It could solve the age-old question of why some individuals respond to placebo, while others do not
London, UK (PRWEB UK) 2 November 2012
104 volunteers with IBS (Irritable Bowel Syndrome) took part in a study on the ‘placebo effect’ of treatments.
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It was found that people with a certain type of genetic composition responded to this type of inert therapeutic treatment. COMT (Catechol-O-Methyltransferase) is an enzyme that breaks down natural body chemicals such as dopamine and epinephrine, which are known as catechol amines. There are different types of stimulant medication that reproduce the same properties as catecholamine.
Placebo acupuncture was used in this study; it used fake needles that did not enter the skin to the depth of normally applied needles. They were also not positioned on an acupuncture pressure point, which would usually be used for IBS therapy.
How the treatment was administered could also be bought into the equation. Of the three groups, one received no treatment at all and of the two that did, one had it carried out in a clinical environment. The second medicated group obtained their therapy through a specialist in a soothing atmosphere.
When a period of three weeks had elapsed the volunteers were asked if they had experienced any changes in their condition. Blood tests were also done to see if there was any change in the COMT genes.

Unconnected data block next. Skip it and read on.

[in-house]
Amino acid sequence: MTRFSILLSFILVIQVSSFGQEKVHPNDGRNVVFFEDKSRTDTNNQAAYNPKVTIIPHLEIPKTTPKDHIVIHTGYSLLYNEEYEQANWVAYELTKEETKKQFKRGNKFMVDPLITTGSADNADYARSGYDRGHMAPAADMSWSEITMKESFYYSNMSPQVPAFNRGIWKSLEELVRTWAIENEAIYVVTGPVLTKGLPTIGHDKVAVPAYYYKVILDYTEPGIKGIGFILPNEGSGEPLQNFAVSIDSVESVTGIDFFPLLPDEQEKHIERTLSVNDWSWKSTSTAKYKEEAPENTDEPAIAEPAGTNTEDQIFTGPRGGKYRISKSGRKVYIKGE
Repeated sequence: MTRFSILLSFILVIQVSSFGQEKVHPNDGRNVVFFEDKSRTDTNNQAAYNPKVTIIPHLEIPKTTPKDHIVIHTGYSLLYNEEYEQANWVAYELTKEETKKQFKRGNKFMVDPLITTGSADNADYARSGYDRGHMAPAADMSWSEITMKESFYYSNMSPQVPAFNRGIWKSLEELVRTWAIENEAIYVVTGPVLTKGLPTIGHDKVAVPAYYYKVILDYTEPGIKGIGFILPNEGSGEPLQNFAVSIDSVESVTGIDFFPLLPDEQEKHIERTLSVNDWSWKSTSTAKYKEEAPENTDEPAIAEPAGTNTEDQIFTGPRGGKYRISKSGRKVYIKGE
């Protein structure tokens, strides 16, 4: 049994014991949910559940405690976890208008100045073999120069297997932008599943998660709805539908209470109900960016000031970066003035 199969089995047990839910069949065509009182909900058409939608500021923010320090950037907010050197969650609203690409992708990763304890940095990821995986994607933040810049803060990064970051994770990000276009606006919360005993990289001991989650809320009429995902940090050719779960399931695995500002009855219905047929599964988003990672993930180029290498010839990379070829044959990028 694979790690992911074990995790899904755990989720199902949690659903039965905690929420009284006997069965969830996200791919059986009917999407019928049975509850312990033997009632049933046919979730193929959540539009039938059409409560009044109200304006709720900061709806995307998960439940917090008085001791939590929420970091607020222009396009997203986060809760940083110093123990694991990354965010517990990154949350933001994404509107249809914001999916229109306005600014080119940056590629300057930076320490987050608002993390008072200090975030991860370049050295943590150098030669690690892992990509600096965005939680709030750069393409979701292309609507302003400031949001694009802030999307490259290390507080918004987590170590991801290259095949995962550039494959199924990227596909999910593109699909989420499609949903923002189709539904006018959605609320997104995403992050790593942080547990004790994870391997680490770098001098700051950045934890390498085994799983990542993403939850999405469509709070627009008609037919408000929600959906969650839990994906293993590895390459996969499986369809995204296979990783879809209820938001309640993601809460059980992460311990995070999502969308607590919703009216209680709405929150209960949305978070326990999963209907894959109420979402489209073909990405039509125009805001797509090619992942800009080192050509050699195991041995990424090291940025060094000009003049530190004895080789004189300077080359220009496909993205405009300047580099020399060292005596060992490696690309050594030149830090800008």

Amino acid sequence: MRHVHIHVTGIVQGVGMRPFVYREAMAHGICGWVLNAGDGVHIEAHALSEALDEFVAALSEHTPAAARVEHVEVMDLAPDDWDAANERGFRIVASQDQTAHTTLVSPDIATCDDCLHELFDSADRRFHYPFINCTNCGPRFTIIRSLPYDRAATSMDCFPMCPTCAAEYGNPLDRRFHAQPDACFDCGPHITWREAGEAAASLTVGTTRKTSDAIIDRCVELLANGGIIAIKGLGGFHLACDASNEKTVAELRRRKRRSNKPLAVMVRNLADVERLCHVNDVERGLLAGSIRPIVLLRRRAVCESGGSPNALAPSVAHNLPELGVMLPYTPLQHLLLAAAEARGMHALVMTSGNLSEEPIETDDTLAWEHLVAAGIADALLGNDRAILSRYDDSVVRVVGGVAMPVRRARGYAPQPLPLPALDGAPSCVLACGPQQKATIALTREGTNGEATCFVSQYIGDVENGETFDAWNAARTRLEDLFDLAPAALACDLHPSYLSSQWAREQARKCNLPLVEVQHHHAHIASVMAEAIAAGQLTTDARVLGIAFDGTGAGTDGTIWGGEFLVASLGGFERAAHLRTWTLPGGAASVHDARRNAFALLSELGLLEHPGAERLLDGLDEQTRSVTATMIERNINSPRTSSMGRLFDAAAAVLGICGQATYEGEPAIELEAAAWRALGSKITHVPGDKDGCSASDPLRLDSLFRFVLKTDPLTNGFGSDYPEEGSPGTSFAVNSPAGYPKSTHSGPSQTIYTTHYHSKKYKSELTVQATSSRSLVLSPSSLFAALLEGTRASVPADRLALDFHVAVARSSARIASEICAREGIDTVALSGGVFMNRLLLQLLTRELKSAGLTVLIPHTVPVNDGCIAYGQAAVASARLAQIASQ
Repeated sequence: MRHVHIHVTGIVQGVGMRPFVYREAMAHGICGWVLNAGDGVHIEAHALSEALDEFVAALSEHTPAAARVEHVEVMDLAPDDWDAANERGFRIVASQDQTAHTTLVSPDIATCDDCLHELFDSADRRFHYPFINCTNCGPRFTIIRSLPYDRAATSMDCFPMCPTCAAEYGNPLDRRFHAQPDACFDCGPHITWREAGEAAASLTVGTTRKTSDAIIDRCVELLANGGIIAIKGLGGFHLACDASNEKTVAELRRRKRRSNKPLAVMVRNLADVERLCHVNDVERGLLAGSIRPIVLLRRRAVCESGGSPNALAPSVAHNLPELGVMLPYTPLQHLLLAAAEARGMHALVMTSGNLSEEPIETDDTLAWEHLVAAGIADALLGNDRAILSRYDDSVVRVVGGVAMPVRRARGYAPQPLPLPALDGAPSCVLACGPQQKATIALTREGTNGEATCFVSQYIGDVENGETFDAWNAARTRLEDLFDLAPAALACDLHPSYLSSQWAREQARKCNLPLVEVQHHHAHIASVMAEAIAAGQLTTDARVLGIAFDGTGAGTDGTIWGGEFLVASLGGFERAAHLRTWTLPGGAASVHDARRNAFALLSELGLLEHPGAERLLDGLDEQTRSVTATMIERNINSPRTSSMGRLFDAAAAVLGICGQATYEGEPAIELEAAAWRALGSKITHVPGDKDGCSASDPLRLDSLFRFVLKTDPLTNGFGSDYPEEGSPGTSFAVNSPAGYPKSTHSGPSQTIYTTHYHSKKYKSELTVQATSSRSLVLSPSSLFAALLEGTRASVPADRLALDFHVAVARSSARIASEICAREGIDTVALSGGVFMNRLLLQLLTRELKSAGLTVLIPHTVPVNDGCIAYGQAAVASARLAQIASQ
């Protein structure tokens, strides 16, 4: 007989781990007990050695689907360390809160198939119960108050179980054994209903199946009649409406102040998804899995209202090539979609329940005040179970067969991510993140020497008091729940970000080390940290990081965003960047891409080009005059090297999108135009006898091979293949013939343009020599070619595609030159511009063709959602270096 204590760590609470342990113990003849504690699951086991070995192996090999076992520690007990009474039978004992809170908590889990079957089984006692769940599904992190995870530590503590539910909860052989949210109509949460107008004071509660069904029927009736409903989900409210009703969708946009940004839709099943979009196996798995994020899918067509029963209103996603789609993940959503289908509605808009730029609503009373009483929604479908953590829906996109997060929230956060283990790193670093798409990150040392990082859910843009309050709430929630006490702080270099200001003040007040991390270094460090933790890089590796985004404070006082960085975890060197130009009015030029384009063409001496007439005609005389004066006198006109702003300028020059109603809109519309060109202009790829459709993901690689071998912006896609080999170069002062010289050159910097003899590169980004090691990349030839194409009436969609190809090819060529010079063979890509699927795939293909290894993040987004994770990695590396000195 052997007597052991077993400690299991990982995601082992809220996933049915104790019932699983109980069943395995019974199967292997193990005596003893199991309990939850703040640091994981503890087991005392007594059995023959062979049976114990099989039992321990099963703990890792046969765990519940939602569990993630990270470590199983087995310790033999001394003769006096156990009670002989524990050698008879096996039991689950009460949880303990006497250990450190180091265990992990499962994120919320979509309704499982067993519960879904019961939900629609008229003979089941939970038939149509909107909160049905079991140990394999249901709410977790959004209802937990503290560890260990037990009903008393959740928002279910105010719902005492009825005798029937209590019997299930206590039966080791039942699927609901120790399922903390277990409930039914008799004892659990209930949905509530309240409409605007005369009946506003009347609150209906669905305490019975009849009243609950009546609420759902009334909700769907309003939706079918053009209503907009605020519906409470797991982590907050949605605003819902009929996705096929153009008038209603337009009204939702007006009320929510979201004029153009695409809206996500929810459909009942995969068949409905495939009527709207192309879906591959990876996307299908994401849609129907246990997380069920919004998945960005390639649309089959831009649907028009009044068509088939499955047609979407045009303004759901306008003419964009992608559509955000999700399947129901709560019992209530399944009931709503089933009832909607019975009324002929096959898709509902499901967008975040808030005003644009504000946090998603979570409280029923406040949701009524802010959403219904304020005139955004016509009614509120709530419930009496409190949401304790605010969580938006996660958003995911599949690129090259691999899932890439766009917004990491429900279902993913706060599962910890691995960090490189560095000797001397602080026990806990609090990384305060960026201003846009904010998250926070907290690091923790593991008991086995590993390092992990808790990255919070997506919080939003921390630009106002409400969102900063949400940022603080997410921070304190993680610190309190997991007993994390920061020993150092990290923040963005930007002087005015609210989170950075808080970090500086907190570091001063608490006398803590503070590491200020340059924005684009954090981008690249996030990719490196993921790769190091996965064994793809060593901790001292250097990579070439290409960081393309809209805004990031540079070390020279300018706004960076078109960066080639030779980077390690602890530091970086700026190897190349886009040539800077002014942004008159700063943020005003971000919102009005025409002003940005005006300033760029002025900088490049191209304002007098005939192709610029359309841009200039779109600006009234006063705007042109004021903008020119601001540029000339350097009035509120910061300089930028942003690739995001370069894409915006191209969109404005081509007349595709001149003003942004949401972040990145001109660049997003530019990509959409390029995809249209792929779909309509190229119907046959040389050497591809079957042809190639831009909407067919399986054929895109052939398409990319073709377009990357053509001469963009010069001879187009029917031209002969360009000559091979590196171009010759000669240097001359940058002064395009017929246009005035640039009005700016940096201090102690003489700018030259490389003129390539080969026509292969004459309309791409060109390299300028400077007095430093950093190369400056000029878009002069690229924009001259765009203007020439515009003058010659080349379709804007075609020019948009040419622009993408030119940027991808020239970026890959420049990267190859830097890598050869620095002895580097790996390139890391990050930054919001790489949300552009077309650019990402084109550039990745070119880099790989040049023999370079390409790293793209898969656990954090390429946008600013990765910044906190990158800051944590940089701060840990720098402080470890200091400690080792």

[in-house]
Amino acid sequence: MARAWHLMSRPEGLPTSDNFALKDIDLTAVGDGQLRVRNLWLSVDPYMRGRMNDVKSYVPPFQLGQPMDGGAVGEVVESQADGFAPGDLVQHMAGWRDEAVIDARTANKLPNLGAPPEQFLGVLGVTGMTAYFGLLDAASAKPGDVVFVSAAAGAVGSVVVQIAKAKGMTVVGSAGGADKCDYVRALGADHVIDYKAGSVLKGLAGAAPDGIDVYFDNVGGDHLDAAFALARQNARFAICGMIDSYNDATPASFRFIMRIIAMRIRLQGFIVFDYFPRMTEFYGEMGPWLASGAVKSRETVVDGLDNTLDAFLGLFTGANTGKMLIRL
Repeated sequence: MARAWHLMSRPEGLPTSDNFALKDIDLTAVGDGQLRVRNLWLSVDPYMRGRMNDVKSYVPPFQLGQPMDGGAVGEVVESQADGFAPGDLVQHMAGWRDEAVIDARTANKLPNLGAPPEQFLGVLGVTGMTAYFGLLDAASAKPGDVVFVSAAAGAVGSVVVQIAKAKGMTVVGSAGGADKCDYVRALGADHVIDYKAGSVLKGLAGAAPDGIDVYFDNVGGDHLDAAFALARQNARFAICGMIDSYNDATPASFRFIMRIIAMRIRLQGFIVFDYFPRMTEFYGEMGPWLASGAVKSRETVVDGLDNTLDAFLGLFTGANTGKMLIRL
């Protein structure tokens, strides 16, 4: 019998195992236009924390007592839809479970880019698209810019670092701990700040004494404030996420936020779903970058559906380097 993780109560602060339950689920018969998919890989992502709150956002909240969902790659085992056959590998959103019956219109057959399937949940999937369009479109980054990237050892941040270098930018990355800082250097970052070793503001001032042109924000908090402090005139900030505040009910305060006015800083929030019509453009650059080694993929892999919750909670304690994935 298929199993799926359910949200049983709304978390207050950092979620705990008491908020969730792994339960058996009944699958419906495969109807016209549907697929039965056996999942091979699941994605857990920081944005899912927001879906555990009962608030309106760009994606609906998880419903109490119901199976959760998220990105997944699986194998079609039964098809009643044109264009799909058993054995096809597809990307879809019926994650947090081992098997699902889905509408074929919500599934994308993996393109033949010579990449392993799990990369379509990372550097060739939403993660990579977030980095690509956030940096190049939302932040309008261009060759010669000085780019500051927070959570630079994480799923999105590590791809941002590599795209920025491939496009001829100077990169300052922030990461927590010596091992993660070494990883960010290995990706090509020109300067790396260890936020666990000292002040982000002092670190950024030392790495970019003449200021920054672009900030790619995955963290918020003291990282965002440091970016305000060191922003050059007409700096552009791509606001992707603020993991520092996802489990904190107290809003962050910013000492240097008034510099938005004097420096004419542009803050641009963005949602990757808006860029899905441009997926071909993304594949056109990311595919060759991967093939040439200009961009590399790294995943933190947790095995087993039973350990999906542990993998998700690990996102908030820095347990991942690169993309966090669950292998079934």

The leader and author of the study is Dr Kathryn Hall, a gastroenterologist at Harvard University US. She is doing the research through the Beth Israel Deaconess Medical Centre (BIDMC). The COMT gene is being used because "there has been increasing evidence that the neurotransmitter dopamine is activated when people anticipate and respond to placebos", said Dr Hall.
It was found that those with COMT had three times the amount of dopamine present at the front of their brain, which didn’t alter without any treatment but did when the placebo acupuncture was applied.
They were finding that it was not just the treatment that was working, but also the way it was administered, as in the friendly calm scenario as opposed to a basic hospital consultation.
Previous studies into anxiety cures indicated that placebos worked but that serotonin was the active marker on this occasion. This brings the need to cover many genetic possibilities and combinations, which could change according to the ailment.
In his position as the first academic ever to be a Professor of Complementary Medicine, Edzard Ernst who is now retired from Bristol University, said that it was an interesting outcome for the early stages of research.
"It could solve the age-old question of why some individuals respond to placebo, while others do not.”
And if so, it could impact importantly on clinical practice. But Dr Ernst did advise caution as this may only apply to IBS and a wider field of surveyed patients would be needed just to confirm the results for IBS.
Physicists are sure that other ailments could be helped in this way, but condition specific research would need to be carried out to confirm their predictions.
Written by Frances Cerulean